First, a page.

But the group vanished.  It doesn't appear in All Music or Wikipedia and only a few sources indicate they even existed. They evidently released one other singles, but that never even reached the mild level of success of the original.

It's too bad. The song is well worth remembering.

*I always heard it as Anemic Boyfriend, but information on the group is sparse and I don't know if I heard it wrong, or if people added the -s to make it seem more like a group name.  But with New Wave, leaving off the "s" seems perfectly reasonable.

**Hard to tell if this was because the critic really liked the song, or because they wanted to show of their knowledge of what had been released.

Wednesday, December 24, 2008

Homicide: Life on the Street (TV)

Created by
Paul Attanasio
Executive Producers Barry Levinson and Tom Fontana
Based on Homicide:  A Year on the Killing Streets by David Simon
Starring (original cast): Andre Braugher, Yaphet Kotto, Kyle Secor, Richard Belzer, Clark Johnson, Melissa Leo,  Ned Beatty, Daniel Baldwin, and John Polito.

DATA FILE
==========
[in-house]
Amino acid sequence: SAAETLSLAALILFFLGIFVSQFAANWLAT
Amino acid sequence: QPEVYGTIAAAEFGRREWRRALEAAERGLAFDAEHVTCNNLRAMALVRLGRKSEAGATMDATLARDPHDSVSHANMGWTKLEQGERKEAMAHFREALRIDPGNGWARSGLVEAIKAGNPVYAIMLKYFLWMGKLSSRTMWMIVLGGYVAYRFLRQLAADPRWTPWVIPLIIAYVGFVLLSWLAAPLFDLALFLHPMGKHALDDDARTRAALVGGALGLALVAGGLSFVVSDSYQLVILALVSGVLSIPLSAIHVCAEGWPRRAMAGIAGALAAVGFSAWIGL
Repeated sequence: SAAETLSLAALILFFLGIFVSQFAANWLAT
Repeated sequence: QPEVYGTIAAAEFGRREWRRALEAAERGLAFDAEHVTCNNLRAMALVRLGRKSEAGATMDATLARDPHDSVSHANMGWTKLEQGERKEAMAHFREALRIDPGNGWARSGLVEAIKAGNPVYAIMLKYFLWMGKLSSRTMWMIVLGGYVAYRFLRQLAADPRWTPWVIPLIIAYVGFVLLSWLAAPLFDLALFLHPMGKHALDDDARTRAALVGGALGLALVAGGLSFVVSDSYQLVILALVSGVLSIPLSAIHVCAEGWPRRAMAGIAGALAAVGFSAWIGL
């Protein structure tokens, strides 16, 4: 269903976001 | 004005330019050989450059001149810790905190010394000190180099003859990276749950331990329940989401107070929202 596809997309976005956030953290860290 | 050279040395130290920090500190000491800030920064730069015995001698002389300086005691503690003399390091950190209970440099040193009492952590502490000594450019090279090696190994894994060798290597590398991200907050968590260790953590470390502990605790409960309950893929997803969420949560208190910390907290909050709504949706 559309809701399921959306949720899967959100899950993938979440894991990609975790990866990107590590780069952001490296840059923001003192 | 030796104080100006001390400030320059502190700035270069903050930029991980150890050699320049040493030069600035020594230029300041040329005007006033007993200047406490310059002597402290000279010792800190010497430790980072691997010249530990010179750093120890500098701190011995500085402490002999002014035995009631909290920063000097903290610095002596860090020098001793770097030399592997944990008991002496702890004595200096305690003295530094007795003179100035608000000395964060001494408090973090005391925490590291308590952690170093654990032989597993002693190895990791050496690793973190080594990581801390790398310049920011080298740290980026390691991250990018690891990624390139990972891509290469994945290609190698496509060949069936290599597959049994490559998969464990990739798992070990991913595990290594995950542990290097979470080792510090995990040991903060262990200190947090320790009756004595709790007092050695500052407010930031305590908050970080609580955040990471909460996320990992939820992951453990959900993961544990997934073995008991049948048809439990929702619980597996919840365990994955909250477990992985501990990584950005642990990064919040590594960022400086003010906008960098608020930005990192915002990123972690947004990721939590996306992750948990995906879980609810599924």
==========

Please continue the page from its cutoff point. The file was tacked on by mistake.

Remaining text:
Also (joined show during its run):  Ċ½eljko Ivanek, Isabella Hoffman, Reed Diamond, Max Perlich, Michelle Forbes, John Seda, Peter Geherty, Toni Lewis, Callie Thorne, Giancarlo Esposito, and Michael Michelle.

Andre Braugher & Kyle Secor You think a great TV show with a very long run might be better known.  But Homicide: Life on the Streets (usually just called Homicide) was sort of an unwanted child of NBC.  It was never a ratings smash, and garnered few Emmys and only a smattering of other awards (though the three Peabody Awards were nice).  It ran on Friday nights, not the best TV night,* but evidently had enough prestige for NBC to allow it to run for seven seasons and even had a final wrap-up movie that was one of the best of its kind.